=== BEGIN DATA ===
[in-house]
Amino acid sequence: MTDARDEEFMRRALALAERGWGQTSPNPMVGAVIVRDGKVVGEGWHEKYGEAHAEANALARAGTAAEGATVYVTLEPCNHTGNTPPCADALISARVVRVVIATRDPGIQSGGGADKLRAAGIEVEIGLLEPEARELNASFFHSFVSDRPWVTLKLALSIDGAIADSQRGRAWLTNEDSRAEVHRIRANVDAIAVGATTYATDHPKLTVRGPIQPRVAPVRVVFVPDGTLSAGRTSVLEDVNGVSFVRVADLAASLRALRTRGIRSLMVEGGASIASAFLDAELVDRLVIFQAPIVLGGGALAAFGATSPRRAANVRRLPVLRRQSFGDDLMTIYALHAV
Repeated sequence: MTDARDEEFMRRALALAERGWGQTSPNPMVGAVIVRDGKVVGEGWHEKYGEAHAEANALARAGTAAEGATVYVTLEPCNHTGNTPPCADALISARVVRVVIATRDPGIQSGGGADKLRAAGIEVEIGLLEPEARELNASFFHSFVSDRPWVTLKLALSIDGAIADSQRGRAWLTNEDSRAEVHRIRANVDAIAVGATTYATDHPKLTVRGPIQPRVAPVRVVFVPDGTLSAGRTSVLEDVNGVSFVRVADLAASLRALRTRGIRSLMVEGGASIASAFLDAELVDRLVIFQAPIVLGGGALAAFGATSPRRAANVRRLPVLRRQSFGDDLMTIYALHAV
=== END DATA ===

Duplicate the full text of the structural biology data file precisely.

[in-house]
Amino acid sequence: MTDARDEEFMRRALALAERGWGQTSPNPMVGAVIVRDGKVVGEGWHEKYGEAHAEANALARAGTAAEGATVYVTLEPCNHTGNTPPCADALISARVVRVVIATRDPGIQSGGGADKLRAAGIEVEIGLLEPEARELNASFFHSFVSDRPWVTLKLALSIDGAIADSQRGRAWLTNEDSRAEVHRIRANVDAIAVGATTYATDHPKLTVRGPIQPRVAPVRVVFVPDGTLSAGRTSVLEDVNGVSFVRVADLAASLRALRTRGIRSLMVEGGASIASAFLDAELVDRLVIFQAPIVLGGGALAAFGATSPRRAANVRRLPVLRRQSFGDDLMTIYALHAV
Repeated sequence: MTDARDEEFMRRALALAERGWGQTSPNPMVGAVIVRDGKVVGEGWHEKYGEAHAEANALARAGTAAEGATVYVTLEPCNHTGNTPPCADALISARVVRVVIATRDPGIQSGGGADKLRAAGIEVEIGLLEPEARELNASFFHSFVSDRPWVTLKLALSIDGAIADSQRGRAWLTNEDSRAEVHRIRANVDAIAVGATTYATDHPKLTVRGPIQPRVAPVRVVFVPDGTLSAGRTSVLEDVNGVSFVRVADLAASLRALRTRGIRSLMVEGGASIASAFLDAELVDRLVIFQAPIVLGGGALAAFGATSPRRAANVRRLPVLRRQSFGDDLMTIYALHAV